MReport October 2020

TheMReport — News and strategies for the evolving mortgage marketplace.

Issue link:

Contents of this Issue


Page 55 of 67

54 | M REPORT O R I G I NAT I O N S E R V I C I N G DATA G O V E R N M E N T S E C O N DA R Y M A R K E T THE LATEST DATA Survey: How the First Stimulus Check Helped Homeowners A majority of adults in American households either did—or planned to—use most of the money for household expenses. A s Congress debates a new stimulus package, and Americans antici- pate the possibility of a second government stimulus check, a new survey showed that stimulus checks last spring went mostly to cover rent and mort- gage payments, as well as other "household expenses." Credello, a personal finance tool, recently released these findings. This past April, all U.S. resi- dents who were eligible received a stimulus check (officially known as an Economic Impact Payment) thanks to Uncle Sam (officially known as the federal government). These funds (each check was worth up to $1,200 for individu- als or $2,400 per married couple, plus an additional $500 for each child under 17) are meant to help Americans navigating the dev- astating economic impact of the current COVID-19 pandemic. It is anticipated that yet one more round (at least) of payments could go out (most likely even before the November elections). However, it is reported that nego- tiations have stalled in Congress. It is believed that all those who received a stimulus check the first round would also receive one this next round as well. The question is posed: What will you do with your funds received? Before answering this question, the U.S. Census Bureau surveyed recipients, asking them what they spent their first round of federal funds on. According to the survey, the majority of adults in American households either did—or planned to—use most of the money toward some kind of household expense. Broken down below are just some of the most popular re- sponses for how stimulus checks were spent: • 80% used the money for food • 78% spent the money on rent/ mortgage and/or utilities • 58% used the money for household supplies and personal care products • 20% spent the money on clothing • 10% planned to spend the money on household or recreational goods • 33% planned to use the money to pay off debt or add to savings As they anticipate a possible second round of stimulus checks, experts advise all Americans who are able to do so (read: those who have their survival necessities met) should continue to focus on paying down their debts. States with Least-Satisfied Homeowners In Texas, 39% reported they were bored of their hometown following lockdowns and were actively seeking to relocate elsewhere. Here is a closer look at sentiment in all 50 states. A ccording to a recent survey conducted by researchers at Unclut- (a home and office organization website), many Americans are looking to relocate post-pandemic. The most popular reasons given for this wished-for migration in- clude the fact that many Ameri- cans report being either bored with their current locations (following weeks upon weeks of lockdown) or simply wanting to move away from their densely populated cities and towns to put down new roots in wide open spaces. The survey highlighted specific percentages of American residents that were feeling this way (broken down according to which state they reside in). Results revealed that Texas residents are among the top contenders in the prover- bial "unhappy at home" category, with 39% reporting that they were bored of their hometown follow- ing lockdowns and were actively seeking to relocate elsewhere. In fact, almost 50% of Texans who live in cities and urban areas re- ported a desire to not only move, but to move out of the current metros and into the quieter, more spacious suburbs. This latter sentiment should definitely come as no surprise, as it has become painfully appar- ent that since the onslaught of the current COVID-19 pandemic, and its accompanying manda- tory stay-at-home orders and lockdowns, many Americans are realizing just what a priceless commodity ample space truly is. In fact, many report a desire to now have things that they never thought much of before, such as access to a garden or the freedom of enjoyment of a big yard space. Not to mention simply having more space between neighbors in this increasingly social distancing- centric climate. Also drawing more people away from the city life to plant roots in the country, the simple fact that the further out from the city one goes, the further your money generally stretches in regards to house size, outdoor space, etc. Further supporting the validity of this survey finding is the fact that experts across the real estate industry have all reported a noticeable spike in the amount of online home searches in suburban ZIP codes this year. Alexander Brown from commented on the survey's findings: "The pandemic has made a lot of us look at things differently. Moving home is a big undertaking, but worth it for the benefits you get if you choose more space and a more relaxed pace of life. Packing up a household can be hard, but it's a good opportunity to get rid of all the things you don't need any more and organize your new space." People in states including Connecticut, Main, Delaware, and Oklahoma are less satisfied, in general, than Texans, even. All of the aforementioned showed that at least half if the states' residents wanted to relocate.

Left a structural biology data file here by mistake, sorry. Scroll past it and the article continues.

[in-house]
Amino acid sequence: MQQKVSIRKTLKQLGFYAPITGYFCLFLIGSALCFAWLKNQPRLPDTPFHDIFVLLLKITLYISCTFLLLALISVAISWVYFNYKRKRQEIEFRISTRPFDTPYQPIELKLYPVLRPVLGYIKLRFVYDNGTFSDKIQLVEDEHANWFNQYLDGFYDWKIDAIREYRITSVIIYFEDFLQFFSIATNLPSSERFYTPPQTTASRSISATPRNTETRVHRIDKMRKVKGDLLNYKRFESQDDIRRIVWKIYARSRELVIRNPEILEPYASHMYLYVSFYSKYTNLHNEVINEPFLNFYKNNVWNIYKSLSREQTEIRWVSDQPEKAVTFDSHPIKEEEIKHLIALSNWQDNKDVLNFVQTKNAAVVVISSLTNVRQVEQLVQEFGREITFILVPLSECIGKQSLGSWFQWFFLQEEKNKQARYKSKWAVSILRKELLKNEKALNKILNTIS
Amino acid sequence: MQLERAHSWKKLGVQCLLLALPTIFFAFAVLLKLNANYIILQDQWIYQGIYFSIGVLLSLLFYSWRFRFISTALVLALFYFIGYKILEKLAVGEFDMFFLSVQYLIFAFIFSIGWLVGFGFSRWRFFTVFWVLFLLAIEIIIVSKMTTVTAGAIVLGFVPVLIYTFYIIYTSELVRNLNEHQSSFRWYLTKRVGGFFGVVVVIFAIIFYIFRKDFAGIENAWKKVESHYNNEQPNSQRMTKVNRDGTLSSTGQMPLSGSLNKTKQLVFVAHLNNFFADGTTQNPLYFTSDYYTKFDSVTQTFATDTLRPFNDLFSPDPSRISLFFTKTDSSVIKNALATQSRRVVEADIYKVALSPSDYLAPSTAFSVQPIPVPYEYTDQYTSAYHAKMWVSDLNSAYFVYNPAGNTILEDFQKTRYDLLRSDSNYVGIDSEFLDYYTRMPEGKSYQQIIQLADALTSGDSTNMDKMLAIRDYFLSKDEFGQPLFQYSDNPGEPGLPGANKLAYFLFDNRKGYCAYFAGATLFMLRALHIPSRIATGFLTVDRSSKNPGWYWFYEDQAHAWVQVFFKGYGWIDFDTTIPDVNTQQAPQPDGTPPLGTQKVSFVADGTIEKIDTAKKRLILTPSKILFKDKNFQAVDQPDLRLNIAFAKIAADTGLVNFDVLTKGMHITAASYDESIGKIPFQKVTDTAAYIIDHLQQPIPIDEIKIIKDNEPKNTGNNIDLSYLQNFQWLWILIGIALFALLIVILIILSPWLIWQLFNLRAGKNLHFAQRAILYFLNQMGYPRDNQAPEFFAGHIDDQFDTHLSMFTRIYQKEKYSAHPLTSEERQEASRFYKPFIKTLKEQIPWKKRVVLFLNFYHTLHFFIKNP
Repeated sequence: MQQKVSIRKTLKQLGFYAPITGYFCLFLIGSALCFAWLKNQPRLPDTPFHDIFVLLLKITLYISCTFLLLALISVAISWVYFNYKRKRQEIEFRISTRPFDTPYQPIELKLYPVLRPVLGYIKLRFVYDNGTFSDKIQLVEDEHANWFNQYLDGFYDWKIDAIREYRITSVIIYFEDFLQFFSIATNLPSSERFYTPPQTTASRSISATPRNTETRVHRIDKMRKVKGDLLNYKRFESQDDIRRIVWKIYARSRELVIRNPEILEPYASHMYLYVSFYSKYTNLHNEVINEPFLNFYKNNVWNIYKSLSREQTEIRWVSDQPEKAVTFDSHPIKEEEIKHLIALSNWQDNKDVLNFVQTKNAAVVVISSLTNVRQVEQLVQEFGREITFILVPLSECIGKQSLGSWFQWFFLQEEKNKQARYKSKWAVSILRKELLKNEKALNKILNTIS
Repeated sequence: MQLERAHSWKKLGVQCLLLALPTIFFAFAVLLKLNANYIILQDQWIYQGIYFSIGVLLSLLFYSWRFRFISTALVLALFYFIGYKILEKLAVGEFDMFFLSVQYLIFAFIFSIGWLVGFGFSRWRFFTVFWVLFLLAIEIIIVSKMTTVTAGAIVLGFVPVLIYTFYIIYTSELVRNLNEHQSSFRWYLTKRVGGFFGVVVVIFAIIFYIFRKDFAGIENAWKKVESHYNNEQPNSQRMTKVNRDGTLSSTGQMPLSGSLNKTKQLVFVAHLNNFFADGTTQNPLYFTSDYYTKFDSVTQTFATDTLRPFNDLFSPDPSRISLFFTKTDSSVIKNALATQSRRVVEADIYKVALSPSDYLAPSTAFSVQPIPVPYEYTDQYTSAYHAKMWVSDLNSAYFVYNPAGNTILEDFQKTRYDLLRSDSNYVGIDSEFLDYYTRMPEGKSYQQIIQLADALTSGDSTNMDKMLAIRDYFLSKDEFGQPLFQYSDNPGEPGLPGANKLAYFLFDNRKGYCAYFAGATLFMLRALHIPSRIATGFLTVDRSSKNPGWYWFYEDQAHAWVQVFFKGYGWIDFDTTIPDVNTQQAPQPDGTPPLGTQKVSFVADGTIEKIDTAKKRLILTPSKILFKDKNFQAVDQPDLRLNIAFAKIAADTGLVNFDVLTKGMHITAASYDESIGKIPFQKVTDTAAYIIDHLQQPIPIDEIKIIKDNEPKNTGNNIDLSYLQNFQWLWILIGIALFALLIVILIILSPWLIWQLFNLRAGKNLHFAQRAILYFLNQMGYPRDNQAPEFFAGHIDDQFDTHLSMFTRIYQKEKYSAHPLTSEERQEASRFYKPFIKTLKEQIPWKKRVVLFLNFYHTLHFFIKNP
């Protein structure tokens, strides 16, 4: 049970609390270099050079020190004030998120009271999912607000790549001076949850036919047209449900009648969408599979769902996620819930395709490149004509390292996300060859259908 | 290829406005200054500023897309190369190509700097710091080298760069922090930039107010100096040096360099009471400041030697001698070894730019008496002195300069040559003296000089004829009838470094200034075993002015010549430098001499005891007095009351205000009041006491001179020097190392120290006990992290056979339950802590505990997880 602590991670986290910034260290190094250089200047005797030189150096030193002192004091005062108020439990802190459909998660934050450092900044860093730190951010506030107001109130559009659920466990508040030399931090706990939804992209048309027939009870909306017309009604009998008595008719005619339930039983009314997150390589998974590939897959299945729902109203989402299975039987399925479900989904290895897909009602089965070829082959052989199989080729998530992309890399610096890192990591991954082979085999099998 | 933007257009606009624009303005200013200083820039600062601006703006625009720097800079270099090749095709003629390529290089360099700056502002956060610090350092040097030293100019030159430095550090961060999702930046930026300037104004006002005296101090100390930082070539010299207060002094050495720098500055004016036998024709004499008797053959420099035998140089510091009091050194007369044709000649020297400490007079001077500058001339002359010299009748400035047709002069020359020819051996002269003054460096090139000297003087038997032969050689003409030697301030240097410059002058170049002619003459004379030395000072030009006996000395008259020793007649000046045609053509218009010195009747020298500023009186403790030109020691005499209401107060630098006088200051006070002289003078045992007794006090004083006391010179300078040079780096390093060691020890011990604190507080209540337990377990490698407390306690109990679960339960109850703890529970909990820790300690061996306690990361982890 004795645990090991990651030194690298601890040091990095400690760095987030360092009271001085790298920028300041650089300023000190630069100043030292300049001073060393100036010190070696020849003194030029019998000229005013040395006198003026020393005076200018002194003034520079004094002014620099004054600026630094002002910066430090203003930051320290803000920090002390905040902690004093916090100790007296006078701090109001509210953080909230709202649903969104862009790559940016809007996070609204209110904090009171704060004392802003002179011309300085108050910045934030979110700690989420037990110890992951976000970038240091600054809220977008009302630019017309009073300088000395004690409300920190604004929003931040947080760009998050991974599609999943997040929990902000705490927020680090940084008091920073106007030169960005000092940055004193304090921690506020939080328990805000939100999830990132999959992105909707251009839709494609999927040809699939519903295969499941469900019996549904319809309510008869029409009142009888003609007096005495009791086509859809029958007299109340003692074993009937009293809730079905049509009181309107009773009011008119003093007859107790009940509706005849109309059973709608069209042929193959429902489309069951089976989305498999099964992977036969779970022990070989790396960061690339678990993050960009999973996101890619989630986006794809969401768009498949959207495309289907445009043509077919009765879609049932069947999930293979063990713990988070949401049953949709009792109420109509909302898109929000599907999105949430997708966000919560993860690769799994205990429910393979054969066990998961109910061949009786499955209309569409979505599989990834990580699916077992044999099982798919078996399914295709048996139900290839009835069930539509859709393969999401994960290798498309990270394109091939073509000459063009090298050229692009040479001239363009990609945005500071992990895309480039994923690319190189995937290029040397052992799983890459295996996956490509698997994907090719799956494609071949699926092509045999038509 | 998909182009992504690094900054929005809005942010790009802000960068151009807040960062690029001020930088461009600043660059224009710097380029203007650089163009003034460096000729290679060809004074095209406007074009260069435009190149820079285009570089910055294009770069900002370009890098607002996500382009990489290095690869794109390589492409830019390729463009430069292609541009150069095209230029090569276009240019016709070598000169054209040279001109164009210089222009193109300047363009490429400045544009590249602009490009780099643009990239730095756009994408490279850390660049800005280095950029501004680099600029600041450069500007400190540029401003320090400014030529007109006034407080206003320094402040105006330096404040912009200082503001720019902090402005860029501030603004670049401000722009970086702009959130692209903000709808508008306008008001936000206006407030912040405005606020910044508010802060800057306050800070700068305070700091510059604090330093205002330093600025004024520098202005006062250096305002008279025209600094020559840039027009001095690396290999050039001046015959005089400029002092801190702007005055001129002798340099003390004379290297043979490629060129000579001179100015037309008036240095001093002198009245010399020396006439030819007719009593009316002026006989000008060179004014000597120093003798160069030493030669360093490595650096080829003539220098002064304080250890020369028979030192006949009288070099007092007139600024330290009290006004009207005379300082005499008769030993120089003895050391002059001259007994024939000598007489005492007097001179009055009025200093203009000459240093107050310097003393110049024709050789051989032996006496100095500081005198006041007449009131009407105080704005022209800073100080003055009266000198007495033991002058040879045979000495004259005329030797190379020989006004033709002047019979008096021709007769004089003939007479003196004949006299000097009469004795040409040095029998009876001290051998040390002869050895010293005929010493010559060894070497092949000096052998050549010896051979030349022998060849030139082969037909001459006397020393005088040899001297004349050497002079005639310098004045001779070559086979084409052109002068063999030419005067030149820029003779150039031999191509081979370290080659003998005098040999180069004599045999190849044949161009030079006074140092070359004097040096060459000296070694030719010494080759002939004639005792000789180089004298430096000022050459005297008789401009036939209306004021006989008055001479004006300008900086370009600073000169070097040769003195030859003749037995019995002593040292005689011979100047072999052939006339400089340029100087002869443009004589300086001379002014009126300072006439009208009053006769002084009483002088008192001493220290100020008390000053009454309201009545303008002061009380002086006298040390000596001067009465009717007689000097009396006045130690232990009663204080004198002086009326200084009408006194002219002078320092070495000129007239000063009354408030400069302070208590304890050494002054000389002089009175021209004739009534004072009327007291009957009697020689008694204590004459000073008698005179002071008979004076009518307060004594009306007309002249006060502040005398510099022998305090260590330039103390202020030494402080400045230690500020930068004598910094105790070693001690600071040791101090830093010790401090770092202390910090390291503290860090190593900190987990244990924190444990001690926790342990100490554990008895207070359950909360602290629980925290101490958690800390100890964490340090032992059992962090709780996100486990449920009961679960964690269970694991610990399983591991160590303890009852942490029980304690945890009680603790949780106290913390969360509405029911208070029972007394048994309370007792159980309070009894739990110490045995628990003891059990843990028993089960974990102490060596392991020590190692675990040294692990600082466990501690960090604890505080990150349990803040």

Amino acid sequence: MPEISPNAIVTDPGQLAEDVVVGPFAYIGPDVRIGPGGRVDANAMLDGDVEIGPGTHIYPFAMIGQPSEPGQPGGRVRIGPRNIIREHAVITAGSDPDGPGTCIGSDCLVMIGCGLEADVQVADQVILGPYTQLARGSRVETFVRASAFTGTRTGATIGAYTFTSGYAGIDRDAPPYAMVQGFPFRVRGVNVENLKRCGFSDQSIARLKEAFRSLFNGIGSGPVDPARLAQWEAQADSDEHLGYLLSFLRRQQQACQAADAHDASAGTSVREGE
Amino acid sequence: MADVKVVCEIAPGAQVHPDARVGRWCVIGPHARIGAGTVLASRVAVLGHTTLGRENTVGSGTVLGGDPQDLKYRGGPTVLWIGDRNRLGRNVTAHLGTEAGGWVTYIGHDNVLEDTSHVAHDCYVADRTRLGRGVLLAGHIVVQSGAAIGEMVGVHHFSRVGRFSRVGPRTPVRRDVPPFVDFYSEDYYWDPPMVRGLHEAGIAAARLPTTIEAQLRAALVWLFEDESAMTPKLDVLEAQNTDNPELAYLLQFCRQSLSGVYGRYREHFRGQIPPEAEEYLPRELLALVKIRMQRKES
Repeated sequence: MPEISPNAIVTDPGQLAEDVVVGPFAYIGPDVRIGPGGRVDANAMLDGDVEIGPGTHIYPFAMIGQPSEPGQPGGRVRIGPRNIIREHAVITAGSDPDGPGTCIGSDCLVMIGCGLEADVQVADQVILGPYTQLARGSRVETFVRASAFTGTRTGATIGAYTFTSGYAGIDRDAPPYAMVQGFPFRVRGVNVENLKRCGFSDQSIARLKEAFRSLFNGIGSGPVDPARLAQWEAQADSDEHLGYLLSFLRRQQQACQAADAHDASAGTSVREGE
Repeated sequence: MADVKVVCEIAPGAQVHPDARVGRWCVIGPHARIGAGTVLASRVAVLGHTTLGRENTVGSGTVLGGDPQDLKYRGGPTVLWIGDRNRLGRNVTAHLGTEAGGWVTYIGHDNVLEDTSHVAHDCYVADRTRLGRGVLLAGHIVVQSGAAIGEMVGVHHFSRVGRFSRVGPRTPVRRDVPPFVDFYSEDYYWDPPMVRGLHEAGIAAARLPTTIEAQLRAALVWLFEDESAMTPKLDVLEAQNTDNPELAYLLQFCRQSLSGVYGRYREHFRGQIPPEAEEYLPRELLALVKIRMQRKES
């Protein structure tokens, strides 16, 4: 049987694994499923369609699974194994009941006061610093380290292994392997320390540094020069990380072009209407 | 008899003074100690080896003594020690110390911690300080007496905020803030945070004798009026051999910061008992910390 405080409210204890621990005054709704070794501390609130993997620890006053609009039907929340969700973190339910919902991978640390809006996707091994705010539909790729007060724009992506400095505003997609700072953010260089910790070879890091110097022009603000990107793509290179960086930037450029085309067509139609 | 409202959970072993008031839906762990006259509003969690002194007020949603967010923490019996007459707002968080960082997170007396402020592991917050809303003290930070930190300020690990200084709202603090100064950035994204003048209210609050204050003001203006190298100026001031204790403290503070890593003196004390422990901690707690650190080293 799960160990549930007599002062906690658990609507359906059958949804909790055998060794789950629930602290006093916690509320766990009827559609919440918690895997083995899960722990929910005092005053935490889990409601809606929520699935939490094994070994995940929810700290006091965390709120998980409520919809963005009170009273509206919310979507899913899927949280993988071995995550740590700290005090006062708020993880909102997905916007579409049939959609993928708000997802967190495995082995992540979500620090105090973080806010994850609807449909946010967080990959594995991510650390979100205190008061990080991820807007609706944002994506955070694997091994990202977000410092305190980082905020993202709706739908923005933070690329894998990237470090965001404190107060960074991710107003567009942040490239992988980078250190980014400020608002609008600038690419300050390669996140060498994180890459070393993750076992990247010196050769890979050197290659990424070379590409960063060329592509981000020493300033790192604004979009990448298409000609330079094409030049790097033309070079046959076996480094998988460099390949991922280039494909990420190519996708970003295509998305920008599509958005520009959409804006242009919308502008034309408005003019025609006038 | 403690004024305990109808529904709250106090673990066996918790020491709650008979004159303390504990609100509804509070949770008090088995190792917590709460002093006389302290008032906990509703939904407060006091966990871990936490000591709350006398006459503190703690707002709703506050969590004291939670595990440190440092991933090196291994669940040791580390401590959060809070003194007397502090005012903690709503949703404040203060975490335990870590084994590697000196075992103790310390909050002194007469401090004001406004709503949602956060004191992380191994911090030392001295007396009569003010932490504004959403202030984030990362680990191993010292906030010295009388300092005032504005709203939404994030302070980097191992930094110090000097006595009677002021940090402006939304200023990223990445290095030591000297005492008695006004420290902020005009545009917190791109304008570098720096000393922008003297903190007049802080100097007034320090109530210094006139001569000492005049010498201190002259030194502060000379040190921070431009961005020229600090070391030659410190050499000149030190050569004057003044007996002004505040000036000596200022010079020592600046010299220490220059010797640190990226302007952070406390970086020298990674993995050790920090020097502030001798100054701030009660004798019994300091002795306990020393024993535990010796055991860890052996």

Articles in this issue

Links on this page

Archives of this issue

view archives of TheMReport - MReport October 2020